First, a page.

New Jersey Courts Tie Employers’ Hands Regarding Noncompetition Agreements

Summer 2003Cole Schotz DocketAttorney: Randi W. Kochman

Noncompetition agreements (also termed “noncompetes” or “restrictive covenants”) have become an increasingly common tool used by New Jersey employers to protect corporate trade secrets, confidential information and general business know-how. Unfortunately for employers, noncompetition agreements have long been disfavored in New Jersey. Employers seeking to enforce these agreements are often forced to litigate the enforceability of these covenants against former employees. Earlier this year, the Appellate Division further revealed the courts’ disdain for restrictive covenants by holding that an employee who is fired for refusing to sign an unenforceable noncompete may bring an action against an employer for wrongful discharge. Maw v. Advanced Clinical Communication, Inc., 359 N.J. Super. 420 (App. Div. 2003). Maw will make it even more difficult for employers to enforce noncompetes in New Jersey and take action against employees who refuse to sign these agreements.

To enforce a noncompetition agreement in New Jersey, an employer must establish that the noncompete is “reasonable.” To satisfy this requirement, the employer must demonstrate that the noncompete protects the employer’s legitimate business interests, imposes no undue hardship on the employee and is not injurious to the public. Solari Indus., Inc. v. Malady, 55 N.J. 571, 576 (1970).

In Maw, the court analyzed a noncompete presented to a graphic designer. The court found that Ms. Maw, who designed materials for the company’s marketing and education programs, did not have access to highly confidential and proprietary information. The company’s attempt to have her sign the noncompete did not protect any legitimate business interest and, accordingly, the court held it was an unlawful and unreasonable restraint on trade. In so holding, the court stated: “If the employee does not have access to trade secrets or other confidential or proprietary information, then a noncompetition agreement may not be enforced against the employee, regardless of its terms.” Id. The court also found that the noncompete, which extended for two years without a geographic limitation, would impose an undue burden on Maw.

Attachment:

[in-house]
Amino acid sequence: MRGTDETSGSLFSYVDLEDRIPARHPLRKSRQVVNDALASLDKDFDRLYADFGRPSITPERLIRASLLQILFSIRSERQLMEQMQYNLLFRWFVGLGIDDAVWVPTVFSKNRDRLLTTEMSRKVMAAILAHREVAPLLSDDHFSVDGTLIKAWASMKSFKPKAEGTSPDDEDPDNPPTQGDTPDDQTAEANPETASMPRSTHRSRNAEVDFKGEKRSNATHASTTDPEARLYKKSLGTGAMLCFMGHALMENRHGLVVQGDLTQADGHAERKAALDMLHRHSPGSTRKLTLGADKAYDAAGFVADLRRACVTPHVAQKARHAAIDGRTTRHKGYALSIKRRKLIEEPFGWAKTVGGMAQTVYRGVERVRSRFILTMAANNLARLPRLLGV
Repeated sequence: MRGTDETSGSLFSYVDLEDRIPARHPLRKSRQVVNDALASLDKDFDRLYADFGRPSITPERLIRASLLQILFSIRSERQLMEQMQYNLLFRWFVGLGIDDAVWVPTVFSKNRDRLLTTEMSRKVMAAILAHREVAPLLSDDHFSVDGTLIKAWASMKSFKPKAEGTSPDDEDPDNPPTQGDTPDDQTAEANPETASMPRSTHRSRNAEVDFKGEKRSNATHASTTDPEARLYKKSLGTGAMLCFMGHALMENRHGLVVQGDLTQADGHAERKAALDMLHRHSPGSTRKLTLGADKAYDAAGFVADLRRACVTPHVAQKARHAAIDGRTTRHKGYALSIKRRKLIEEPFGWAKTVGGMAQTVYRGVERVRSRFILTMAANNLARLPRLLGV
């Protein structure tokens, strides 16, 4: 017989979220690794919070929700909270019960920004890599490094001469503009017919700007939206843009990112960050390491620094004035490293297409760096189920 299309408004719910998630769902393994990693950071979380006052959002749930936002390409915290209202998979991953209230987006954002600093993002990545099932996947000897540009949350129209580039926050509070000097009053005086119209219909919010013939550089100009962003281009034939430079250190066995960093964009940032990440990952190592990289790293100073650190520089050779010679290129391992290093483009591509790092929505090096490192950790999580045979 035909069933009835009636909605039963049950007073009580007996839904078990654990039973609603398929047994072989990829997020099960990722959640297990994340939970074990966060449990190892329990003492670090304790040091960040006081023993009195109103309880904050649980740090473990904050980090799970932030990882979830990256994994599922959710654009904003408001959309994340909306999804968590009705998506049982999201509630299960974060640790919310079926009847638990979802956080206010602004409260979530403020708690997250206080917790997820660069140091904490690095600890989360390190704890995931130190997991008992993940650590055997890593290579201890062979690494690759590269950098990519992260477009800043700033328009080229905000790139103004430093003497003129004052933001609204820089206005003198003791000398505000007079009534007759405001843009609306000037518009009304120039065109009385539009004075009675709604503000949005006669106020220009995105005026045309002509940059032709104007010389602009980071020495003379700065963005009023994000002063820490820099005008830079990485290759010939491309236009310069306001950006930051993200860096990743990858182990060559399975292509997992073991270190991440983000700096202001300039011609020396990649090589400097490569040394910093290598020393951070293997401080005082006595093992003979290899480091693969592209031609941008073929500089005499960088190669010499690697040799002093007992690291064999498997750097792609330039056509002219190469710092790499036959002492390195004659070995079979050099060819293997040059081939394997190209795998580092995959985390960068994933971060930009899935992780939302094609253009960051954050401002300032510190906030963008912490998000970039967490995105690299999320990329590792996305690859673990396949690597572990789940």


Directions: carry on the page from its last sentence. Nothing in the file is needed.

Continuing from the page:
Maw is significant, however, because the court went beyond simply declaring the noncompete to be unenforceable. Instead, the court held that Maw, who was terminated when she refused to sign the noncompete, could proceed with a claim for wrongful discharge in violation of public policy. In New Jersey, an employee has a claim for “wrongful discharge in violation of public policy” where the employee’s discharge is contrary to a “clear mandate of public policy.” Pierce v. Ortho Pharm. Corp., 84 N.J. 58, 72 (1980). A “clear mandate of public policy” must involve a public harm and its sources can be found in statutes, regulations, judicial decisions and codes of ethics, among other places. Given New Jersey’s strong disdain for restraints of trade and its policy against restricting employees from working in their chosen field, the Maw court found, for the first time, that a termination resulting from an employee’s refusal to sign an unenforceable noncompete constitutes a wrongful termination in violation of public policy. An employee who prevails on such a claim may be entitled to compensatory and punitive damages.

Today, employers must be more concerned that a court may find their noncompete agreements unenforceable and must also realize that any employment action taken based on an unenforceable agreement may lead to a claim for damages for wrongful discharge. In short, employers must be more careful than ever in drafting and attempting to enforce noncompetition agreements by analyzing with greater scrutiny the business interest they wish to protect and the employees they intend to subject to the restrictions.



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